A trip back on the boat to Ha Long City and we were back on the road to Hanoi with just enough bus time to meet some friendly Melbournians and play various games of 'would you rather'. A hillarious few days that wont be forgotten in a hurry! On to the next of the big 'H's of Vietnam.... Hue.

Posted by Annie Thornton 23:33 Archived in Vietnam Comments (0)

Breaking into Vietnam

Hanoi

After drunkenly booking a flight from Ho Chi Minh to Bangkok during 'wine and cheese night' in Cambodia (Lucy, Will, Andre... why did non of you stop us?) we found ourselves heading to the Vietnamese border for Hanoi with two weeks to sprint down the coast.
We had started to think Vietnam didn't want us after our problems acquiring a visa in Vientiene and the cancellation of the bus meaning that Andy had to sleep in the under seat luggage compartment from Laos to Vietnam, but we were prepared to force ourselves upon the country. Expecting further hold ups, and half expecting to see our photos behind the security counter at the border with 'No Entry' written above them, we instead went through the easiest and quickest border crossing we have perhaps experienced in South East Asia. No 'stamping fee' or 'tea money' changed hands, our visas were quickly stamped and approved and after a quick scramble to locate our passports in the pile of 'foreign ones' that they unceremoniously dumped on a public table for collection we were in! Vietnam tried to hold us out but damn it they did not succeed! We entered the country with big smiles and proud stances clutching our entry stamped passports with a sense of celebration; we had finally made it!

We were however wildly unprepared with no guidebook upon our arrival in Hanoi. Andy had previously sacrificed our guidebook when angry at the fact it had an overly substantial East Timor section that was both irrelevant to our trip and pretty hefty weight wise. However, the excitement of a new country and a new challenge literally had Andy shaking with excitement on our arrival! With the quick purchase of a $3 photocopied Lonely Planet Guide, which was only missing the pages on the top 1-8 of the top 15 things to do in Vietnam.. the top eight cant be that good anyway, we made a hasty plan over a beautiful Vietnamese coffee and hit the streets of cosmopolitan Hanoi Old Town.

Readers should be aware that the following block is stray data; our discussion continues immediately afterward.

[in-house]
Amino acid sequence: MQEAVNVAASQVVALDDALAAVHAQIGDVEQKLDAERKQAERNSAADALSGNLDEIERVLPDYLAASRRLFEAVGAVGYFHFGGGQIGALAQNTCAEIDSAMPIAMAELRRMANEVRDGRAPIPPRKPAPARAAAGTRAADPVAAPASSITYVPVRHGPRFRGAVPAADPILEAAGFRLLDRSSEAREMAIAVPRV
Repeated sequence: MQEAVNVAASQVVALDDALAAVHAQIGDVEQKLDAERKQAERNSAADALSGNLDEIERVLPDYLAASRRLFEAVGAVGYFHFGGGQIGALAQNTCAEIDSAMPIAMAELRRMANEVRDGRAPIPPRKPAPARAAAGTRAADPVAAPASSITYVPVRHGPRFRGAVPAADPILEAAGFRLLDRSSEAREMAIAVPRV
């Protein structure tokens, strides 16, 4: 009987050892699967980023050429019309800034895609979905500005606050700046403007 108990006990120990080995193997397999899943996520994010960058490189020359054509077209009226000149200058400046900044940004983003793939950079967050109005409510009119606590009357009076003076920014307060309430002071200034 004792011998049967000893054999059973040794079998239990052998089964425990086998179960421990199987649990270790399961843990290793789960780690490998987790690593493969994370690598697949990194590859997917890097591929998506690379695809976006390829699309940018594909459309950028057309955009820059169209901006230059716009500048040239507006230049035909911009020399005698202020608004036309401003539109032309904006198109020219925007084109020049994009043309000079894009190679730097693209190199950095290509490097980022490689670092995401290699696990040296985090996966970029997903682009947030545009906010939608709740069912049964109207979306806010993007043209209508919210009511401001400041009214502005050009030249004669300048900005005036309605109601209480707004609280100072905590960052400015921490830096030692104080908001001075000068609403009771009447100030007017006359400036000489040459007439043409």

We had heard negative things about Hanoi from those that had passed through. In addition a certain friend of ours of Vietnamese descent (no names there then) had also told us to spend no time there and instead head further South. However, I have never been more glad that we entirely disregarded all the advice we had heard. Hanoi was a buzzing and charming city full of sights and smells that were distinctly Vietnamese. From bustling carts full of dried squid, conical hats atop ladies on bicycles to Beer Hoi on the street for 20p a glass. The city is centred around a lake with an island temple in the middle and it was from here that we got our first real viewpoint of the city.

We also got our first introduction to a distinctly Vietnamese tradition, the pre wedding photographs that each couple have in the full wedding day garb. As we walked along the lake (around the lake, we had got into Vietnam but we had not acquired the powers of walking on water) there was a different couple in all their glory posing for their photographs. As one couple posed in a prime location, a queue of bridesmaids, brides, grooms and photographers appeared waiting for their turn and looking bored as they munched on crisps with denim jackets or sweatshirts over their wedding finery. Once they reached the front of the queue the couples donned looks of fanatic love as they gazed at each other for the photographs. Strange, seeing as these were the couples that two minutes before had been bickering in Adidas tracksuit jackets over the last wotsit. For anyone visiting Hanoi, I cannot recommend enough the joy of sitting by the lake watching this charade of forced romance. People watching at its finest!